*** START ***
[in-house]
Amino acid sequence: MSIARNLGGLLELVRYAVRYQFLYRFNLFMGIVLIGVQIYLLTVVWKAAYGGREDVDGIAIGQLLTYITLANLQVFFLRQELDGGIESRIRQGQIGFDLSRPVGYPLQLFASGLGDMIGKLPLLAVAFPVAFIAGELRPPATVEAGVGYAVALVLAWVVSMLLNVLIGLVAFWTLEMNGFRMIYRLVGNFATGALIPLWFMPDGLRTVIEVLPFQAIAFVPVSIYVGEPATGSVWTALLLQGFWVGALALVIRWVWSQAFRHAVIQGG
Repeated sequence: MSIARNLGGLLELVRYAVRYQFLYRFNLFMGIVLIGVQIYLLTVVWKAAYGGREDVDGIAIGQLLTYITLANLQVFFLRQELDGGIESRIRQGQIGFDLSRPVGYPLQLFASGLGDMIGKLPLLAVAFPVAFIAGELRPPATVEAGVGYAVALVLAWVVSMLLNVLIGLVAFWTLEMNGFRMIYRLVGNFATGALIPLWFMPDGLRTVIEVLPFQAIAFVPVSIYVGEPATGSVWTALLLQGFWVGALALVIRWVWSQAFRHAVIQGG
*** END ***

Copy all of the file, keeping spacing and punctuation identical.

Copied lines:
[in-house]
Amino acid sequence: MSIARNLGGLLELVRYAVRYQFLYRFNLFMGIVLIGVQIYLLTVVWKAAYGGREDVDGIAIGQLLTYITLANLQVFFLRQELDGGIESRIRQGQIGFDLSRPVGYPLQLFASGLGDMIGKLPLLAVAFPVAFIAGELRPPATVEAGVGYAVALVLAWVVSMLLNVLIGLVAFWTLEMNGFRMIYRLVGNFATGALIPLWFMPDGLRTVIEVLPFQAIAFVPVSIYVGEPATGSVWTALLLQGFWVGALALVIRWVWSQAFRHAVIQGG
Repeated sequence: MSIARNLGGLLELVRYAVRYQFLYRFNLFMGIVLIGVQIYLLTVVWKAAYGGREDVDGIAIGQLLTYITLANLQVFFLRQELDGGIESRIRQGQIGFDLSRPVGYPLQLFASGLGDMIGKLPLLAVAFPVAFIAGELRPPATVEAGVGYAVALVLAWVVSMLLNVLIGLVAFWTLEMNGFRMIYRLVGNFATGALIPLWFMPDGLRTVIEVLPFQAIAFVPVSIYVGEPATGSVWTALLLQGFWVGALALVIRWVWSQAFRHAVIQGG